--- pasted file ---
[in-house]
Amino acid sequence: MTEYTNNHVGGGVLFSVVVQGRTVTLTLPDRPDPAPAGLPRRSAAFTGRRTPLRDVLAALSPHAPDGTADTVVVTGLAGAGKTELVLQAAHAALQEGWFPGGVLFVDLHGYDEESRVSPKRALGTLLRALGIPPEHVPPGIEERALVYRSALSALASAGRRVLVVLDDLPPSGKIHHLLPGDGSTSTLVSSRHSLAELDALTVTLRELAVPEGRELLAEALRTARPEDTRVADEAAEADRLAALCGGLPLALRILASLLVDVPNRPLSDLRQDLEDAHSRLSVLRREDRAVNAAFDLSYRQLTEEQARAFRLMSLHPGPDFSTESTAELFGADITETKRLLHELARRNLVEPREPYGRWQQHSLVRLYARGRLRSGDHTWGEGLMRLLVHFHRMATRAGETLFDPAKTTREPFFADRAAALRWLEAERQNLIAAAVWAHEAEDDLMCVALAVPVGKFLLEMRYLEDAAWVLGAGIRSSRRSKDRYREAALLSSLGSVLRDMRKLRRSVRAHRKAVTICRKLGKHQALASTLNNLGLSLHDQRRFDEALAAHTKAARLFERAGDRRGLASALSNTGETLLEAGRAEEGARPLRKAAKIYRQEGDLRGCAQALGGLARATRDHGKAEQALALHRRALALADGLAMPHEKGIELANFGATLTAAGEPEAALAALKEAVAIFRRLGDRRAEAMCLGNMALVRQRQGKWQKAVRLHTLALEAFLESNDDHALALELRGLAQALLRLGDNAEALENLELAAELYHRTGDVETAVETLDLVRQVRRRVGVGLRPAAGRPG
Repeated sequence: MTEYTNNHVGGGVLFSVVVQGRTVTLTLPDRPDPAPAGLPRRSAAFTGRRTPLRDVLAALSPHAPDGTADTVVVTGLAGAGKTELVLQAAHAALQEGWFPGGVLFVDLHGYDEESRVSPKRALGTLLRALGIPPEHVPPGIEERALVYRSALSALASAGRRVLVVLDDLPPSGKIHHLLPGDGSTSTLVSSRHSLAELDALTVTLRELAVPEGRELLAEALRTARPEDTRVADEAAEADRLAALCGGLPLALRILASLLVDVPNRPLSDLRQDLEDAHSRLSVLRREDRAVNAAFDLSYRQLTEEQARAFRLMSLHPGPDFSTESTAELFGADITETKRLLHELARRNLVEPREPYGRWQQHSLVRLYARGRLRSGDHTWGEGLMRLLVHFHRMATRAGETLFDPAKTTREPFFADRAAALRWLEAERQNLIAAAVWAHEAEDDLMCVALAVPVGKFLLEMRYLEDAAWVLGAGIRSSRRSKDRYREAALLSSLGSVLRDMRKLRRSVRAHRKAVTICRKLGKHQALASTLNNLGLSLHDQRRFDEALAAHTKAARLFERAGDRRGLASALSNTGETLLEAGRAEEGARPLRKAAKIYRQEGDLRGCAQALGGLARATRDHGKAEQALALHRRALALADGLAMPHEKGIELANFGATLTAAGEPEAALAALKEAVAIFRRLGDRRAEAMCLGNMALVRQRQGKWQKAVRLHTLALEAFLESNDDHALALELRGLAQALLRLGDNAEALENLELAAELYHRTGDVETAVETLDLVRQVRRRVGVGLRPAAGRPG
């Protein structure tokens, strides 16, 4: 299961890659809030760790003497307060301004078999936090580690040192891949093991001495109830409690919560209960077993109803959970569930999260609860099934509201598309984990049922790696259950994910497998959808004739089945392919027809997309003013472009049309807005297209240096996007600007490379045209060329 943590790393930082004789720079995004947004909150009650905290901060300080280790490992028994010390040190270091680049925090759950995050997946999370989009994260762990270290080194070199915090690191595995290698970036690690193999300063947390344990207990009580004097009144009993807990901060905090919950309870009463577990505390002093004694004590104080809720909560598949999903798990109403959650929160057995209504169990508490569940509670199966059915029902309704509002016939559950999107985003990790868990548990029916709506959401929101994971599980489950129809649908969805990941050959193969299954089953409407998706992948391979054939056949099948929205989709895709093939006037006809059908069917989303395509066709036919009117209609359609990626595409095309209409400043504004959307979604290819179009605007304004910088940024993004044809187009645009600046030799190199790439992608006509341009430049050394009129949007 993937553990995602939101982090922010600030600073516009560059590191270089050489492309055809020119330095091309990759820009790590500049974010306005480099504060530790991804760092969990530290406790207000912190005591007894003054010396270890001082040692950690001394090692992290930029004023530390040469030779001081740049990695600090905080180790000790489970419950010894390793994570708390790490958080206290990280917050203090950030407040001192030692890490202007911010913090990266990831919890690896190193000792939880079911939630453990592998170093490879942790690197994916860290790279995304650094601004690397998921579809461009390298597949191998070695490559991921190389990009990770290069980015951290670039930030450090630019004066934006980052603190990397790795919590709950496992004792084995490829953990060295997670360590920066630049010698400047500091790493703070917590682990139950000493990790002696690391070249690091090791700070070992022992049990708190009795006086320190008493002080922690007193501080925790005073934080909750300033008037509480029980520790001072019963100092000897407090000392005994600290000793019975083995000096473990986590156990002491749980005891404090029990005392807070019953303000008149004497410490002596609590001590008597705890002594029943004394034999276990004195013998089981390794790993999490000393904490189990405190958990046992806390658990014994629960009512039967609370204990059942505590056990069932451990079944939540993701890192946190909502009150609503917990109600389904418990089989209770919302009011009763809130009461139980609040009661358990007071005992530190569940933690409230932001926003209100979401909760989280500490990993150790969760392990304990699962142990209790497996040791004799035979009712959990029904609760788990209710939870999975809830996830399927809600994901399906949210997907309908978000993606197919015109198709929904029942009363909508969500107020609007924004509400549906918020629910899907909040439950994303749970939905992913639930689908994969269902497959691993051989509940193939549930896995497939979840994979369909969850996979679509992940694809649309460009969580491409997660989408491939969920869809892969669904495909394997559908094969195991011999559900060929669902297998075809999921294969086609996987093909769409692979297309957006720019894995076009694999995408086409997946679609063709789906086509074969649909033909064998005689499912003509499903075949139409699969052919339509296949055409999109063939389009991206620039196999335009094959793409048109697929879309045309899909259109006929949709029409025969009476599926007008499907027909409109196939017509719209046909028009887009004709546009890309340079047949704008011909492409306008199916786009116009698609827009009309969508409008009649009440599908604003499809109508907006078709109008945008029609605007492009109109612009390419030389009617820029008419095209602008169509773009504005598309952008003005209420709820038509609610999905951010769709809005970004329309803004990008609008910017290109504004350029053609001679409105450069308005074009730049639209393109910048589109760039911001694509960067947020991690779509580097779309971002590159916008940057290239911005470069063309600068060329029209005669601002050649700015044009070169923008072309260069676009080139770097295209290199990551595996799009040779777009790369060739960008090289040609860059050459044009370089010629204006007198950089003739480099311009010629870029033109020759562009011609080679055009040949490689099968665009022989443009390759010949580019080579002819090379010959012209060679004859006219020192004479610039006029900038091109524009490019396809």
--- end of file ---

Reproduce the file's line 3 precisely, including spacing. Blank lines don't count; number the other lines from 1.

Repeated sequence: MTEYTNNHVGGGVLFSVVVQGRTVTLTLPDRPDPAPAGLPRRSAAFTGRRTPLRDVLAALSPHAPDGTADTVVVTGLAGAGKTELVLQAAHAALQEGWFPGGVLFVDLHGYDEESRVSPKRALGTLLRALGIPPEHVPPGIEERALVYRSALSALASAGRRVLVVLDDLPPSGKIHHLLPGDGSTSTLVSSRHSLAELDALTVTLRELAVPEGRELLAEALRTARPEDTRVADEAAEADRLAALCGGLPLALRILASLLVDVPNRPLSDLRQDLEDAHSRLSVLRREDRAVNAAFDLSYRQLTEEQARAFRLMSLHPGPDFSTESTAELFGADITETKRLLHELARRNLVEPREPYGRWQQHSLVRLYARGRLRSGDHTWGEGLMRLLVHFHRMATRAGETLFDPAKTTREPFFADRAAALRWLEAERQNLIAAAVWAHEAEDDLMCVALAVPVGKFLLEMRYLEDAAWVLGAGIRSSRRSKDRYREAALLSSLGSVLRDMRKLRRSVRAHRKAVTICRKLGKHQALASTLNNLGLSLHDQRRFDEALAAHTKAARLFERAGDRRGLASALSNTGETLLEAGRAEEGARPLRKAAKIYRQEGDLRGCAQALGGLARATRDHGKAEQALALHRRALALADGLAMPHEKGIELANFGATLTAAGEPEAALAALKEAVAIFRRLGDRRAEAMCLGNMALVRQRQGKWQKAVRLHTLALEAFLESNDDHALALELRGLAQALLRLGDNAEALENLELAAELYHRTGDVETAVETLDLVRQVRRRVGVGLRPAAGRPG